Trade bodies join forces to tackle drink spiking

By Nikkie Thatcher

- Last updated on GMT

Teaming up: a joint statement from the trade bodies says 'drink spiking is a despicable crime and cannot be tolerated' (image: Getty/RFStock)
Teaming up: a joint statement from the trade bodies says 'drink spiking is a despicable crime and cannot be tolerated' (image: Getty/RFStock)

Related tags ukhospitality British beer & pub association British institute of innkeeping Hospitality Ulster Health and safety

Four hospitality trade associations have teamed up in a bid to ensure customer safety amid increasing concerns about drink spiking in UK venues.

UKHospitality, the British Beer & Pub Association, the British Institute of Innkeeping and Hospitality Ulster have united to publish resources targeted at helping operators combat drink spiking and protect customers.

Reports of drink spiking have increased recently, including substances being added to people’s drinks without their knowledge.

While alcohol is the most comment substance added, illegal or legal drugs are often used, it has been reported.

Despicable crime

The four trade bodies have together, produced a factsheet to bring all the information together in one place in a bid to help operators bolster the work they are already doing to ensure venues are safe places.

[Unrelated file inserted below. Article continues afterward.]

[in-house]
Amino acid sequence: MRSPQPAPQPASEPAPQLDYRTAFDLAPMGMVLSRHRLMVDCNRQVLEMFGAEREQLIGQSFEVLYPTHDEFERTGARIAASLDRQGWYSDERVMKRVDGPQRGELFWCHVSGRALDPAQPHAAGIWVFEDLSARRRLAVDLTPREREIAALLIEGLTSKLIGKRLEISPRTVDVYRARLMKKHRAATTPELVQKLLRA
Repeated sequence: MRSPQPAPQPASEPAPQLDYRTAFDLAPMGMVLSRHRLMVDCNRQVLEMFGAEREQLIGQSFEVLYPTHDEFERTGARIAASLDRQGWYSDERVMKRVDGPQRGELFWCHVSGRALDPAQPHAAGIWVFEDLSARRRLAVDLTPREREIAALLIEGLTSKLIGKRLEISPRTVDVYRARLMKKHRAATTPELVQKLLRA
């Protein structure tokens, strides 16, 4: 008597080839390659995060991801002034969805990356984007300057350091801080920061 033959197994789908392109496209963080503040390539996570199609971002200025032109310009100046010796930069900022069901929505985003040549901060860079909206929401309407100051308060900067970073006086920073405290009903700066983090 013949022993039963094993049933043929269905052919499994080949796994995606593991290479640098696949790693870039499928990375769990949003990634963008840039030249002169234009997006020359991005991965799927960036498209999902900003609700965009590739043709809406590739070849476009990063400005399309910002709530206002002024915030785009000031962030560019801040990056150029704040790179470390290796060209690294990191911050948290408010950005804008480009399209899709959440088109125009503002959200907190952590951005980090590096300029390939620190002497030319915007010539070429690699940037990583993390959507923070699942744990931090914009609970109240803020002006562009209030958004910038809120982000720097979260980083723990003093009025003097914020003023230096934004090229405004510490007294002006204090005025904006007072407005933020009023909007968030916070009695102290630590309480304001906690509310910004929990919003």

A joint statement said: “Drink spiking is a despicable crime and cannot be tolerated. Everyone has a right to feel safe during a night out, which is why as a sector we work hard to create a welcoming, inclusive and safe environment.

“Although the number of drink spiking reports remain low, any such incidents underline the need to protect the welfare and maintain the safety of customers. It is why we continue to collaborate with the police and other local stakeholders to ensure everyone can enjoy a fun night out.”

Advice includes three steps operators can take should an incident occur. The first step is to always act on the report and activate safeguarding procedures as well as acting to identify suspects.

Help given

Secondly, operators should ensure the health and safety of the impacted person such as calling the emergency services, ensuring they are with trusted friends who will look after them, offering assistance and providing them with a safe space.

Thirdly, the incident should be logged and recorded for the emergency services and to be able to take further internal action.

Available resources for operators can be received from a variety of sources including the Night-Time Industries Association, CPL Learning, Safer Sounds – WAVE Training, National Pubwatch and the Mayor of London.

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